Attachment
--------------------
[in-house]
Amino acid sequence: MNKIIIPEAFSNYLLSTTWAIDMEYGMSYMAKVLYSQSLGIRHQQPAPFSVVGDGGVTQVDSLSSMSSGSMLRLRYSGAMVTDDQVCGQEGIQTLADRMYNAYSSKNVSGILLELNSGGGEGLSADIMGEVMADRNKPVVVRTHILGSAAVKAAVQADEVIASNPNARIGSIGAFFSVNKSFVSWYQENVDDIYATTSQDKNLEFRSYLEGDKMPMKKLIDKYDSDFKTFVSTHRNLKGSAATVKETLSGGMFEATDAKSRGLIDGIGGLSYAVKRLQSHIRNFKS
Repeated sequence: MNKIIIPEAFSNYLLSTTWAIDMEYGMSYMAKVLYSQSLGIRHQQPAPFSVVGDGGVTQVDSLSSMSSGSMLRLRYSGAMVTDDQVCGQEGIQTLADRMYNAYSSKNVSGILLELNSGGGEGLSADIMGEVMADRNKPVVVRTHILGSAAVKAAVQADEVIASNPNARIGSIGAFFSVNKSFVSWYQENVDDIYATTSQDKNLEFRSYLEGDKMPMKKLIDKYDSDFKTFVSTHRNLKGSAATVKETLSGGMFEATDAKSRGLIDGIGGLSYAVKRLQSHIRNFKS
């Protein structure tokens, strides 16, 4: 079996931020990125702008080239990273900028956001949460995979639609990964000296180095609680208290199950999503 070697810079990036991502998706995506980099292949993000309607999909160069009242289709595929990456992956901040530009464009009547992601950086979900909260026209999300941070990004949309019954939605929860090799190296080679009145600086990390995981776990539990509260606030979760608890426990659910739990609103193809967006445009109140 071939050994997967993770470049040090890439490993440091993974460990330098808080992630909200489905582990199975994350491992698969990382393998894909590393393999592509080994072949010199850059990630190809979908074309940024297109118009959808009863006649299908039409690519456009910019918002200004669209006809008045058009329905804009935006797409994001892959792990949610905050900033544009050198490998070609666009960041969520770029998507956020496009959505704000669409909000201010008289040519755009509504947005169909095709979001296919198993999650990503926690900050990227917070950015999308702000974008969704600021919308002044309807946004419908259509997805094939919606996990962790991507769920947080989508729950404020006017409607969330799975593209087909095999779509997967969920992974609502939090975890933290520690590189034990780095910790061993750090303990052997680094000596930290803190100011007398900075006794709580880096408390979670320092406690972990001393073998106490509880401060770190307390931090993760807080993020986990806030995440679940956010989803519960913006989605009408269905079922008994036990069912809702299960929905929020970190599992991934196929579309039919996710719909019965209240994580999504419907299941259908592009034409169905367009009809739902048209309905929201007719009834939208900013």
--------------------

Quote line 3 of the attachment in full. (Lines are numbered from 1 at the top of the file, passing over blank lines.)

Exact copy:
Repeated sequence: MNKIIIPEAFSNYLLSTTWAIDMEYGMSYMAKVLYSQSLGIRHQQPAPFSVVGDGGVTQVDSLSSMSSGSMLRLRYSGAMVTDDQVCGQEGIQTLADRMYNAYSSKNVSGILLELNSGGGEGLSADIMGEVMADRNKPVVVRTHILGSAAVKAAVQADEVIASNPNARIGSIGAFFSVNKSFVSWYQENVDDIYATTSQDKNLEFRSYLEGDKMPMKKLIDKYDSDFKTFVSTHRNLKGSAATVKETLSGGMFEATDAKSRGLIDGIGGLSYAVKRLQSHIRNFKS